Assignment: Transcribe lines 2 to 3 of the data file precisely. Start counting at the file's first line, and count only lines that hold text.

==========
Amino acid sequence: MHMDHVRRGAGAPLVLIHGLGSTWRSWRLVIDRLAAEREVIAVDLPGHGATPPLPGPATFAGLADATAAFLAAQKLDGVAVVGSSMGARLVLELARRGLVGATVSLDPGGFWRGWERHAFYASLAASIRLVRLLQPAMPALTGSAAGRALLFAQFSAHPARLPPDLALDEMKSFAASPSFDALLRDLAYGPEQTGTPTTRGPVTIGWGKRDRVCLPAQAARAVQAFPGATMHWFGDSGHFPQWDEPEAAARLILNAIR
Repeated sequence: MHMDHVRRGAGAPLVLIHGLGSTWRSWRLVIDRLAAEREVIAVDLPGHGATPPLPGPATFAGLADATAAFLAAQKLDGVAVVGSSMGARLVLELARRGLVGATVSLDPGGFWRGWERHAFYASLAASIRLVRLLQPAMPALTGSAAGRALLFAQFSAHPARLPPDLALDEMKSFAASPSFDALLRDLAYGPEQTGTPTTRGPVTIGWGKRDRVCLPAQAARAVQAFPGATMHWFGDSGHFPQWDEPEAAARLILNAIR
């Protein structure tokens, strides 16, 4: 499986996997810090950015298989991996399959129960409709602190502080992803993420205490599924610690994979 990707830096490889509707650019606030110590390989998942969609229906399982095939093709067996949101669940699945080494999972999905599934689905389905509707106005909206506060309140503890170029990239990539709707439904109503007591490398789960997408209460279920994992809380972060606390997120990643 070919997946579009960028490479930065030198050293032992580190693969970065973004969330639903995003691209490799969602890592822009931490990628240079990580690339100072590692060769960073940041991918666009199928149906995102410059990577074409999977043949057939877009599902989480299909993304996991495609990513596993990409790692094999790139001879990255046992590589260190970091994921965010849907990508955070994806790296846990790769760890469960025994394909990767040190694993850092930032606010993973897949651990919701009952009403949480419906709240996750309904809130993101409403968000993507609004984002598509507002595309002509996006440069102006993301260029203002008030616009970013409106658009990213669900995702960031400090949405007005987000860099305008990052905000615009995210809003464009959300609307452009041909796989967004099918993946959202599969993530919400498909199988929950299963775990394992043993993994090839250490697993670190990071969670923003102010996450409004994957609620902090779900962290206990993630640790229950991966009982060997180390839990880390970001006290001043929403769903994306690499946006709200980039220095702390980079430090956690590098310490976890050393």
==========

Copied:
Repeated sequence: MHMDHVRRGAGAPLVLIHGLGSTWRSWRLVIDRLAAEREVIAVDLPGHGATPPLPGPATFAGLADATAAFLAAQKLDGVAVVGSSMGARLVLELARRGLVGATVSLDPGGFWRGWERHAFYASLAASIRLVRLLQPAMPALTGSAAGRALLFAQFSAHPARLPPDLALDEMKSFAASPSFDALLRDLAYGPEQTGTPTTRGPVTIGWGKRDRVCLPAQAARAVQAFPGATMHWFGDSGHFPQWDEPEAAARLILNAIR
């Protein structure tokens, strides 16, 4: 499986996997810090950015298989991996399959129960409709602190502080992803993420205490599924610690994979 990707830096490889509707650019606030110590390989998942969609229906399982095939093709067996949101669940699945080494999972999905599934689905389905509707106005909206506060309140503890170029990239990539709707439904109503007591490398789960997408209460279920994992809380972060606390997120990643 070919997946579009960028490479930065030198050293032992580190693969970065973004969330639903995003691209490799969602890592822009931490990628240079990580690339100072590692060769960073940041991918666009199928149906995102410059990577074409999977043949057939877009599902989480299909993304996991495609990513596993990409790692094999790139001879990255046992590589260190970091994921965010849907990508955070994806790296846990790769760890469960025994394909990767040190694993850092930032606010993973897949651990919701009952009403949480419906709240996750309904809130993101409403968000993507609004984002598509507002595309002509996006440069102006993301260029203002008030616009970013409106658009990213669900995702960031400090949405007005987000860099305008990052905000615009995210809003464009959300609307452009041909796989967004099918993946959202599969993530919400498909199988929950299963775990394992043993993994090839250490697993670190990071969670923003102010996450409004994957609620902090779900962290206990993630640790229950991966009982060997180390839990880390970001006290001043929403769903994306690499946006709200980039220095702390980079430090956690590098310490976890050393």